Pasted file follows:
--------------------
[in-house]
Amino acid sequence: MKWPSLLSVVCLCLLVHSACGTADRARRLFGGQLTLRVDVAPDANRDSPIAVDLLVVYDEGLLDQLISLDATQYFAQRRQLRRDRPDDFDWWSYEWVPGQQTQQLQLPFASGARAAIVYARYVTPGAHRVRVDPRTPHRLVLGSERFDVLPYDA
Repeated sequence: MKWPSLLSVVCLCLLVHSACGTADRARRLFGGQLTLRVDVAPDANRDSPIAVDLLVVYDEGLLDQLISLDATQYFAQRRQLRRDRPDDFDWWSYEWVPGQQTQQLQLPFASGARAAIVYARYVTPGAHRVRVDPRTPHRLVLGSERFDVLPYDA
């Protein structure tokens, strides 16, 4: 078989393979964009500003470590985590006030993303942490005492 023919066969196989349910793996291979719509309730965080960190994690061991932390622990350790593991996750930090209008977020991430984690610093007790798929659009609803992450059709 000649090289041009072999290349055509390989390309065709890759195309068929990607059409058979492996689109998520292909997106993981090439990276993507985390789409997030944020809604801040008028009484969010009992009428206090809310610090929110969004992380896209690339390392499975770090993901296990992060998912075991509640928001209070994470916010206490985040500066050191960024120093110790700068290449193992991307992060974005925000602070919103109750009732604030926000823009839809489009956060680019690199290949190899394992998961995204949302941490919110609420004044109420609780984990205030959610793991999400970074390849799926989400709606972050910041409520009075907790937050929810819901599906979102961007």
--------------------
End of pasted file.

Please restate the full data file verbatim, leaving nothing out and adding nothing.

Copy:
[in-house]
Amino acid sequence: MKWPSLLSVVCLCLLVHSACGTADRARRLFGGQLTLRVDVAPDANRDSPIAVDLLVVYDEGLLDQLISLDATQYFAQRRQLRRDRPDDFDWWSYEWVPGQQTQQLQLPFASGARAAIVYARYVTPGAHRVRVDPRTPHRLVLGSERFDVLPYDA
Repeated sequence: MKWPSLLSVVCLCLLVHSACGTADRARRLFGGQLTLRVDVAPDANRDSPIAVDLLVVYDEGLLDQLISLDATQYFAQRRQLRRDRPDDFDWWSYEWVPGQQTQQLQLPFASGARAAIVYARYVTPGAHRVRVDPRTPHRLVLGSERFDVLPYDA
């Protein structure tokens, strides 16, 4: 078989393979964009500003470590985590006030993303942490005492 023919066969196989349910793996291979719509309730965080960190994690061991932390622990350790593991996750930090209008977020991430984690610093007790798929659009609803992450059709 000649090289041009072999290349055509390989390309065709890759195309068929990607059409058979492996689109998520292909997106993981090439990276993507985390789409997030944020809604801040008028009484969010009992009428206090809310610090929110969004992380896209690339390392499975770090993901296990992060998912075991509640928001209070994470916010206490985040500066050191960024120093110790700068290449193992991307992060974005925000602070919103109750009732604030926000823009839809489009956060680019690199290949190899394992998961995204949302941490919110609420004044109420609780984990205030959610793991999400970074390849799926989400709606972050910041409520009075907790937050929810819901599906979102961007």